Personally, I see no reason to be afraid to teach about religion within the appropriate context. Teaching what the major world religions have believed over time and how those beliefs have effected history and society is quite reasonable. This means the teaching "about" not the teaching "of" religion. Promoting a particular faith or attacking a specific faith or even the lack of faith should not be allowed under any circumstances within the confines of public education. Mixing "religious education" into History, Philosophy, or Sociology classes, among others, is not only appropriate it is favorable, assuming it is approached in the manner I referenced above.

Saturday, December 5, 2015

Unapolegetic Fact-checking

I have one other occasions point out that apologists, especially Christian ones, tend to be willfully ignorant, delusional, stupid, or a combination of the three. A recent post by Justin Steckbauer on the Christian Apologetics Alliance' website does an excellent job confirming this view. "The Facts on Christianity: A Quick Examination" is certainly "quick" but bears no resemblance the rest of its title. Steckbauer fails to provide any facts or even the slightest attempt at examining anything he states. The short piece is especially entertaining since he does a pretty good job destroying his own claims. Of the 5 points he tries to make 3 take the form of rhetorical statements ("Does God exist?", Is the Bible really God's word?", Did Jesus really exist historically?") with the last two being meant as persuasive questions ("But was Jesus Christ really God come to Earth?", "What will you do?").

He starts the first point by stating, correctly, that you do not need absolute proof to reach a reasonable conclusion. He immediately dips into idiocy by trying to use the cosmological argument. Predictably, what follows is a jumble of logical fallacies and double standards. Basically, its the old BS that the universe needs a cause but God doesn't. No attempt at justifying or explaining why God should be exempted. Steckbauer's approach to the Bible is just as feeble. He does make an interesting half-assed attempt at acknowledging what actual scholars have known for quite some time by stating, "But there are over 25,000 whole and partial ancient manuscripts of the Bible, and they all match nearly identically." I don't know what the estimate is currently up to be but the number of fragments that make up the Bible is in the tens of thousands. However, he is blatantly wrong about there being even a single whole manuscript. dating to ancient times. Not one! He further proves what an ill-informed fool by trying to claim, "The Bible when compared with recorded history is 99.7% accurate." Not even close. I would be genuinely shocked if it was .3% accurate since the very few references in the Bible that have any connection to established history tend to be grossly inaccurate. His approach to Jesus is just as false. He mentions but does not reference "historical accounts by witnesses." There are no such accounts. All the earliest information relating to Jesus come from scriptures. There are no historical accounts of Jesus. The earliest historians wrote about Christians not Christ. Most accounts are at best third or fourth hand. You would think if someone wanted to write about "facts" that they might at least spend a few minutes fact-checking.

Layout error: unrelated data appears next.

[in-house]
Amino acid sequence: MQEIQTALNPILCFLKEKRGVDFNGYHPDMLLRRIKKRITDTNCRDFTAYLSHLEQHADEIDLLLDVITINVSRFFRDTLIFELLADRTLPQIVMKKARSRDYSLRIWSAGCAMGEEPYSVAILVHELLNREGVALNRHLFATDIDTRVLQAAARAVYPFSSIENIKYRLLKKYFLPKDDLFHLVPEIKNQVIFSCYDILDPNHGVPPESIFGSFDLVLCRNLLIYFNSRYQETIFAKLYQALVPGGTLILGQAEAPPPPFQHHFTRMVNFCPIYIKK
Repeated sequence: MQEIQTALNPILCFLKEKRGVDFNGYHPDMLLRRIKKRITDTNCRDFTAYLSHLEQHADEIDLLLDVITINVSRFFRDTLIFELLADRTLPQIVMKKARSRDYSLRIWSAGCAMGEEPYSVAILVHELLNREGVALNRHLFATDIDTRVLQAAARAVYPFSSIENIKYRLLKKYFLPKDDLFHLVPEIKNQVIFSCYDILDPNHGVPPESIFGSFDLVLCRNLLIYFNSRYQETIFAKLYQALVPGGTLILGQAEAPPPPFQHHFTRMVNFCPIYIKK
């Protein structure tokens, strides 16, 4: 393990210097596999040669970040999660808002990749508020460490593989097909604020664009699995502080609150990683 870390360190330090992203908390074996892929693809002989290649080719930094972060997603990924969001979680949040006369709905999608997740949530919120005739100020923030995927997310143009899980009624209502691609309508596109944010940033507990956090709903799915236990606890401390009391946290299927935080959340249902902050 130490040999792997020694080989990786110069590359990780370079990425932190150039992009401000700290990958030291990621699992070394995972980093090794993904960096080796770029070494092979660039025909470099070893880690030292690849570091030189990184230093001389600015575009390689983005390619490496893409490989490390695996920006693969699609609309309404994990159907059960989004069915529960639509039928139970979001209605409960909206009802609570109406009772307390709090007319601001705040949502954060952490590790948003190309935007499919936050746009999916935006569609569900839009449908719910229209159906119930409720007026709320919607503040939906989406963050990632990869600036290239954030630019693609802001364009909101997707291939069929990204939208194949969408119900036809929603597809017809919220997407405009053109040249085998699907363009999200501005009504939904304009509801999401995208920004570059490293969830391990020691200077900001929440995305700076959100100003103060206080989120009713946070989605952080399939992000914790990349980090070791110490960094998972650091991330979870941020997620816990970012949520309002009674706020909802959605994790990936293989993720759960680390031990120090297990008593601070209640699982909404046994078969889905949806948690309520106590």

Apologist really are only good for a laugh. Their "arguments" have not changed in centuries. They have been so thoroughly refuted that there isn't anything more to do beyond satire and ridicule.